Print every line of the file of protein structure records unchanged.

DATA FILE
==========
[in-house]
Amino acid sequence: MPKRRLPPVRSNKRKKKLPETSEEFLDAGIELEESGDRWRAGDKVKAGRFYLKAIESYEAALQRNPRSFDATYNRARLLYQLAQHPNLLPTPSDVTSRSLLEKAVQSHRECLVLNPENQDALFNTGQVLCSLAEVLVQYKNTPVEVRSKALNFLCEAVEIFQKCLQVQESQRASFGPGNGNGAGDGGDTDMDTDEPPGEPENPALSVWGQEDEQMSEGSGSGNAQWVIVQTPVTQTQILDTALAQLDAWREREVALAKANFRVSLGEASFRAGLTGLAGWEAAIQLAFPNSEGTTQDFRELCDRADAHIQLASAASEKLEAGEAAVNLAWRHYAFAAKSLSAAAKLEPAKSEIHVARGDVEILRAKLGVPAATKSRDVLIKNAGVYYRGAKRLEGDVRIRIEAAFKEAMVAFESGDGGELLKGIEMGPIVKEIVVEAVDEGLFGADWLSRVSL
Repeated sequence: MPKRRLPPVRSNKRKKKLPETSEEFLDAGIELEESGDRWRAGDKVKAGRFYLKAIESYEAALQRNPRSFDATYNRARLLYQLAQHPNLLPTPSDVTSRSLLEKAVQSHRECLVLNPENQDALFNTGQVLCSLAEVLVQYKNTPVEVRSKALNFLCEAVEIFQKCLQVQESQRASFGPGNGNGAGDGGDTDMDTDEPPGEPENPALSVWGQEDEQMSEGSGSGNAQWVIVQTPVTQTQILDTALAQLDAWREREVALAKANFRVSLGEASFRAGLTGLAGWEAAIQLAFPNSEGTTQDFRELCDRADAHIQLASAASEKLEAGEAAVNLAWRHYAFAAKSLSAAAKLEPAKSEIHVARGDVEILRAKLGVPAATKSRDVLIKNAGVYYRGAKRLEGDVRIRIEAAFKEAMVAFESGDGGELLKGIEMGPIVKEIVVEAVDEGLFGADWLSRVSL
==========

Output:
[in-house]
Amino acid sequence: MPKRRLPPVRSNKRKKKLPETSEEFLDAGIELEESGDRWRAGDKVKAGRFYLKAIESYEAALQRNPRSFDATYNRARLLYQLAQHPNLLPTPSDVTSRSLLEKAVQSHRECLVLNPENQDALFNTGQVLCSLAEVLVQYKNTPVEVRSKALNFLCEAVEIFQKCLQVQESQRASFGPGNGNGAGDGGDTDMDTDEPPGEPENPALSVWGQEDEQMSEGSGSGNAQWVIVQTPVTQTQILDTALAQLDAWREREVALAKANFRVSLGEASFRAGLTGLAGWEAAIQLAFPNSEGTTQDFRELCDRADAHIQLASAASEKLEAGEAAVNLAWRHYAFAAKSLSAAAKLEPAKSEIHVARGDVEILRAKLGVPAATKSRDVLIKNAGVYYRGAKRLEGDVRIRIEAAFKEAMVAFESGDGGELLKGIEMGPIVKEIVVEAVDEGLFGADWLSRVSL
Repeated sequence: MPKRRLPPVRSNKRKKKLPETSEEFLDAGIELEESGDRWRAGDKVKAGRFYLKAIESYEAALQRNPRSFDATYNRARLLYQLAQHPNLLPTPSDVTSRSLLEKAVQSHRECLVLNPENQDALFNTGQVLCSLAEVLVQYKNTPVEVRSKALNFLCEAVEIFQKCLQVQESQRASFGPGNGNGAGDGGDTDMDTDEPPGEPENPALSVWGQEDEQMSEGSGSGNAQWVIVQTPVTQTQILDTALAQLDAWREREVALAKANFRVSLGEASFRAGLTGLAGWEAAIQLAFPNSEGTTQDFRELCDRADAHIQLASAASEKLEAGEAAVNLAWRHYAFAAKSLSAAAKLEPAKSEIHVARGDVEILRAKLGVPAATKSRDVLIKNAGVYYRGAKRLEGDVRIRIEAAFKEAMVAFESGDGGELLKGIEMGPIVKEIVVEAVDEGLFGADWLSRVSL